Scientists have already linked a few hundred genes to autism, and studies are investigating potential environmental factors -- from toxic chemicals to infections during pregnancy.
"Researchers are coming at this from every angle to try to understand what is happening in autism," Levy said.
Boys are at particular risk, being affected almost five times more often than girls. And that is one of the big mysteries of autism, Levy noted.
Baron-Cohen speculated that his findings hint at one explanation. The elevated hormones in this study included not only testosterone, but precursors to testosterone.
However, everyone said more studies, including studies of girls with autism, are needed before any conclusions can be made.
For now, Baron-Cohen said the results can be seen as more evidence that the origins of autism go back to the womb.
SOURCES: Simon Baron-Cohen, FBA, director, Autism Research Center, University of Cambridge, U.K.; Alycia Halladay, Ph.D., senior director, environmental and clinical sciences, Autism Speaks, New York City; Dana Levy, Psy.D., clinical assistant professor, child and adolescent psychology, NYU Langone Medical Center, New York City; June 3, 2014 Molecular Psychiatry online
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Genetic 'Networks' May Play Role in Autism
Finding might provide new targets for drugs to treat disorder, researchers say
FRIDAY, June 6, 2014 (HealthDay News) -- Three new gene networks that appear to have important roles in the development of autism have been found, researchers report.
One of the autism-related gene networks also affects some patients with attention-deficit hyperactivity disorder (ADHD) and schizophrenia, the study authors noted.
These gene networks offer potential targets for new medications for these conditions, according to the researchers.
Autism spectrum disorders (ASDs) can cause restricted behaviors as well as problems with children's social interaction and communication. ADHD is a disorder that affects impulsivity and attention.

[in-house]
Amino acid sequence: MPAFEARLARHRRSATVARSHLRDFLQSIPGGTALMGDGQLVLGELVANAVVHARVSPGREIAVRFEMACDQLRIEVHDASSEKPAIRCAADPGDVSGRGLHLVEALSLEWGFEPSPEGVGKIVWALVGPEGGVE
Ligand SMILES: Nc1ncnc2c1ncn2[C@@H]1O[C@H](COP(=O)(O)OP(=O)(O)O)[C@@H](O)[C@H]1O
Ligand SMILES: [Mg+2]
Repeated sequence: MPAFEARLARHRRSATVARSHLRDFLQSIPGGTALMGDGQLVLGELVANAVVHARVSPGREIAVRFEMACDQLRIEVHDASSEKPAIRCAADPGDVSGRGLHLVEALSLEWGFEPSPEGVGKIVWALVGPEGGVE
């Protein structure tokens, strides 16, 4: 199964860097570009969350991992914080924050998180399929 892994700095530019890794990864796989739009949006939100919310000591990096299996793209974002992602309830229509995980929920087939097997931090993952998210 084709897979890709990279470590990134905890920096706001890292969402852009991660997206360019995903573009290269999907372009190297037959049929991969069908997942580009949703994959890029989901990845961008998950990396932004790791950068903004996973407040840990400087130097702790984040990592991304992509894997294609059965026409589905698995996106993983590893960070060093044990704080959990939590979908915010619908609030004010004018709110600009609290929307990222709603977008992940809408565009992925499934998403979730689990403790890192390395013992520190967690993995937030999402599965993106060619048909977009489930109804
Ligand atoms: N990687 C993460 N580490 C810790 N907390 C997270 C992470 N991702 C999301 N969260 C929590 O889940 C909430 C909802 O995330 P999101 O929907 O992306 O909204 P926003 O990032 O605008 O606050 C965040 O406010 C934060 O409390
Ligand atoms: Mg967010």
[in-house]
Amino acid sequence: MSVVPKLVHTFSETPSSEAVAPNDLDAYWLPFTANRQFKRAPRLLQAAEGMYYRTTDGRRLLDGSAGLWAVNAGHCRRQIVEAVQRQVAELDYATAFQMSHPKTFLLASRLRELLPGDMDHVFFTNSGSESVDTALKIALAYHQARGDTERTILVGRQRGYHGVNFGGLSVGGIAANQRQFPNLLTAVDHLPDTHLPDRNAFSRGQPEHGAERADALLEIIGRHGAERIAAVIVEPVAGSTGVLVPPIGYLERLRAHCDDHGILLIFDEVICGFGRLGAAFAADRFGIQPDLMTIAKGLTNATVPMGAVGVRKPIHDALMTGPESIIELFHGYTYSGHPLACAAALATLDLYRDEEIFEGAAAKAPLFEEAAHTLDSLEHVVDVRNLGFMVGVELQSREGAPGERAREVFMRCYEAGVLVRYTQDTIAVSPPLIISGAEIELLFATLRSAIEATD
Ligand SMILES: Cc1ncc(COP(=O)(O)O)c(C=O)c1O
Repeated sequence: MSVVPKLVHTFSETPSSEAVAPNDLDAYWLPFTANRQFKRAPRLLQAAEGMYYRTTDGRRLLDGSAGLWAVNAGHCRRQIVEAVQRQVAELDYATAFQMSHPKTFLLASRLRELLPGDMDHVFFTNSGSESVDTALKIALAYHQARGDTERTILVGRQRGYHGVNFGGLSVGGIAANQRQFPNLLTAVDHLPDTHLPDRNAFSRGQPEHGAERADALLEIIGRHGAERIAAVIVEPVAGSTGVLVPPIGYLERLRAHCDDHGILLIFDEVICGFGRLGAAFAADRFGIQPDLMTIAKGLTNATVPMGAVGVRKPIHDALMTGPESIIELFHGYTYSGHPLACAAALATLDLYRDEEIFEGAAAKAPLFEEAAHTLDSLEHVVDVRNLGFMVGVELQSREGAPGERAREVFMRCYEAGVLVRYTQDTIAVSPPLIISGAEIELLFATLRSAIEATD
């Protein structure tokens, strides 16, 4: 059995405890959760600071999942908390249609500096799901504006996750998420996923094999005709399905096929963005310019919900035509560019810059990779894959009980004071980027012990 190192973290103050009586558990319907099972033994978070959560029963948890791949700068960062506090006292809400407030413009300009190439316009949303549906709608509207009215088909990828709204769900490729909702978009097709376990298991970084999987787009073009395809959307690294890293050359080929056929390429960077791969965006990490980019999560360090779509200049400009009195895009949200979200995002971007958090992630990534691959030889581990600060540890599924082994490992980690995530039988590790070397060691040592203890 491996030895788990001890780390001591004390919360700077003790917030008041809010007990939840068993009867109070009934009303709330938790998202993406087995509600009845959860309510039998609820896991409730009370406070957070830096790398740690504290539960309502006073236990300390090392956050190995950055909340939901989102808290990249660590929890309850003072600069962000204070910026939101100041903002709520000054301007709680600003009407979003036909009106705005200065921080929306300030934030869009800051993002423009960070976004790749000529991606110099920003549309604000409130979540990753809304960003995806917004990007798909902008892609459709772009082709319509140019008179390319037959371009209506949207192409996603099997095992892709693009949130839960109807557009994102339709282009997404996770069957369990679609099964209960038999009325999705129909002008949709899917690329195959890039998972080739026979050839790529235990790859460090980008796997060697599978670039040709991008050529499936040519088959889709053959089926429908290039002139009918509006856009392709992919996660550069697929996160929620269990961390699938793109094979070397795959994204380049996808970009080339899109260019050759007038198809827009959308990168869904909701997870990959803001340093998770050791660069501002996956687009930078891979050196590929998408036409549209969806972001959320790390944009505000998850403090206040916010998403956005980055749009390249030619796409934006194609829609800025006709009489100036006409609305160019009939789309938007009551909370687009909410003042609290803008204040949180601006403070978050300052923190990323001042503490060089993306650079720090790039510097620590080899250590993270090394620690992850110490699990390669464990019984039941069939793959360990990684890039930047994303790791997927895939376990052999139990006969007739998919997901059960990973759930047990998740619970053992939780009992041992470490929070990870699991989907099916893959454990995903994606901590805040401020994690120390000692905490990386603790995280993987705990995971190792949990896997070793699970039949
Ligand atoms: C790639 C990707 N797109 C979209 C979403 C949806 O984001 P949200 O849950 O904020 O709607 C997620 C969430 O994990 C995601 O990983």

In general, the symptoms and the genetics of these disorders are often different, according to study author Dr. Hakon Hakonarson, director of the Center for Applied Genomics at The Children's Hospital of Philadelphia.
"However, the common biological patterns we are finding across disease categories strongly imply that focusing on underlying molecular defects may bring us closer to devising therapies," Hakonarson said in a hospital news release.
The genome-wide association study, published online June 6 in Nature Communications, involved more than 6,700 patients with an autism spectrum disorder. These patients were compared to more than 12,500 people who did not have autism.
Researchers found three gene networks, which include a family of proteins that regulate cell signaling and neurotransmitters. Neurotransmitters are substances that help cells communicate with each other. Another gene network implicated is involved in cancer development and may help explain the reported link between autism and certain forms of cancer.
The researchers also focused on a pathway involving a family of genes that affects the neurotransmitter glutamate. They explained that glutamate plays a significant role in certain brain functions, such as memory, learning, thinking, attention and behavior. The researchers noted these are all processes that are relevant to autism.
Previous studies have shown that at least 10 percent of patients with ADHD also have changes in this pathway. Scientists have also suggested that these gene defects are linked to schizophrenia.
The study's authors are planning a clinical trial to test a drug that activates this pathway on certain ADHD patients.
"If drugs affecting this pathway prove successful in this subset of patients with ADHD, we may then test these drugs in autism patients with similar gene variants," Hakonarson explained.
The study authors noted that larger studies are needed to investigate the genetics of autism, particularly the brain's glutamate signaling pathway.
"Even though our own study was large, it captures only about 20 percent of genes causing ASDs," said Hakonarson.
SOURCE: Children's Hospital of Philadelphia, news release, June 6, 2014
Copyright (c) 2014 HealthDay. All rights reserved.